Author Affiliations: Center for Law and the Public's Health, Georgetown University, Washington, DC; and Johns Hopkins University, Baltimore, Md.
On September 22, 2006, the Centers for Disease Control and Prevention (CDC) issued a sweeping revision of its guidelines for human immunodeficiency virus (HIV) screening in health care settings1 that reversed a decade-old approach to AIDS policy. Previous guidelines recommended HIV testing only for persons at high risk or in health care settings with high HIV prevalence,2 which reflected a civil liberties approach that constrained testing with costly, cumbersome procedures for pretest counseling and written informed consent. Health care professionals often did not perform HIV screening due to financial or administrative burdens or because conducting risk assessments or discovering HIV prevalence in their facilities was impractical.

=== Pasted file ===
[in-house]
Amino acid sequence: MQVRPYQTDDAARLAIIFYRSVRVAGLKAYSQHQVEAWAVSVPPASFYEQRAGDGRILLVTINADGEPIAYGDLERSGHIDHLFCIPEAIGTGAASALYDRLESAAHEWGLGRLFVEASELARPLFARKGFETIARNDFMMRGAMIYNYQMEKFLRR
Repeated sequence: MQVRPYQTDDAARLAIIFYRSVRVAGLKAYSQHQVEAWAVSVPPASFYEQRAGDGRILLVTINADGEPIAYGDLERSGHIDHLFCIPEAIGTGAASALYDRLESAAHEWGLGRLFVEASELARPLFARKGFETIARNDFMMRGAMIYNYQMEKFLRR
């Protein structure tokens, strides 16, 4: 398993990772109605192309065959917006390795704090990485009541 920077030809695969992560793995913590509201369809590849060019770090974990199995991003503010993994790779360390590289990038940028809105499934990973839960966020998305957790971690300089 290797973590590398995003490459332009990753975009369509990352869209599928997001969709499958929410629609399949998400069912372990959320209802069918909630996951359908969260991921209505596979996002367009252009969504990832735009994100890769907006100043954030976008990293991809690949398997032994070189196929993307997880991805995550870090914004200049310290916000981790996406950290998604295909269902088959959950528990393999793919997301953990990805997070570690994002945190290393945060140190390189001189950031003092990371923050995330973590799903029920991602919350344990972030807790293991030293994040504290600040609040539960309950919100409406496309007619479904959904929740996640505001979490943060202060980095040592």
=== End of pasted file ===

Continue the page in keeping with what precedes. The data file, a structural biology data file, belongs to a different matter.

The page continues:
Gostin LO. HIV Screening in Health Care SettingsPublic Health and Civil Liberties in Conflict?. JAMA. 2006;296(16):2023-2025. doi:10.1001/jama.296.16.2023